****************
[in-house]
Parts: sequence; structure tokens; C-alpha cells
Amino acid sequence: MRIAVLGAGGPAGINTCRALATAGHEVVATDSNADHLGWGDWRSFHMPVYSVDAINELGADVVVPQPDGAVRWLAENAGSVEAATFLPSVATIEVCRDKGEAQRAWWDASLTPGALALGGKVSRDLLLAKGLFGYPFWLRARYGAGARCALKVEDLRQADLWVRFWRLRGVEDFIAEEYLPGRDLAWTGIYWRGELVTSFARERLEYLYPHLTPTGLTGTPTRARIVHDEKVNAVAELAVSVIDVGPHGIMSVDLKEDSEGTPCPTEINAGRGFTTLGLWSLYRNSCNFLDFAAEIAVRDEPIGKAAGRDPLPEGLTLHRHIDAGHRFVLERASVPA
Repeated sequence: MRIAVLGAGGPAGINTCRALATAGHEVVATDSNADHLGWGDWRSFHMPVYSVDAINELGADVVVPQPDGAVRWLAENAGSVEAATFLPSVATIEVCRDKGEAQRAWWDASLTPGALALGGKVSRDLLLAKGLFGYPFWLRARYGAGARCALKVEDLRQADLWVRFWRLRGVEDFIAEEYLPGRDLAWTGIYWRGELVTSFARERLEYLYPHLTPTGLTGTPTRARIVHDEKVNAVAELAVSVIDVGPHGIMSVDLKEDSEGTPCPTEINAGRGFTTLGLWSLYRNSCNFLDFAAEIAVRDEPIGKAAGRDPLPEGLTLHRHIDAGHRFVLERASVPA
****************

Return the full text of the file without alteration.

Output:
[in-house]
Parts: sequence; structure tokens; C-alpha cells
Amino acid sequence: MRIAVLGAGGPAGINTCRALATAGHEVVATDSNADHLGWGDWRSFHMPVYSVDAINELGADVVVPQPDGAVRWLAENAGSVEAATFLPSVATIEVCRDKGEAQRAWWDASLTPGALALGGKVSRDLLLAKGLFGYPFWLRARYGAGARCALKVEDLRQADLWVRFWRLRGVEDFIAEEYLPGRDLAWTGIYWRGELVTSFARERLEYLYPHLTPTGLTGTPTRARIVHDEKVNAVAELAVSVIDVGPHGIMSVDLKEDSEGTPCPTEINAGRGFTTLGLWSLYRNSCNFLDFAAEIAVRDEPIGKAAGRDPLPEGLTLHRHIDAGHRFVLERASVPA
Repeated sequence: MRIAVLGAGGPAGINTCRALATAGHEVVATDSNADHLGWGDWRSFHMPVYSVDAINELGADVVVPQPDGAVRWLAENAGSVEAATFLPSVATIEVCRDKGEAQRAWWDASLTPGALALGGKVSRDLLLAKGLFGYPFWLRARYGAGARCALKVEDLRQADLWVRFWRLRGVEDFIAEEYLPGRDLAWTGIYWRGELVTSFARERLEYLYPHLTPTGLTGTPTRARIVHDEKVNAVAELAVSVIDVGPHGIMSVDLKEDSEGTPCPTEINAGRGFTTLGLWSLYRNSCNFLDFAAEIAVRDEPIGKAAGRDPLPEGLTLHRHIDAGHRFVLERASVPA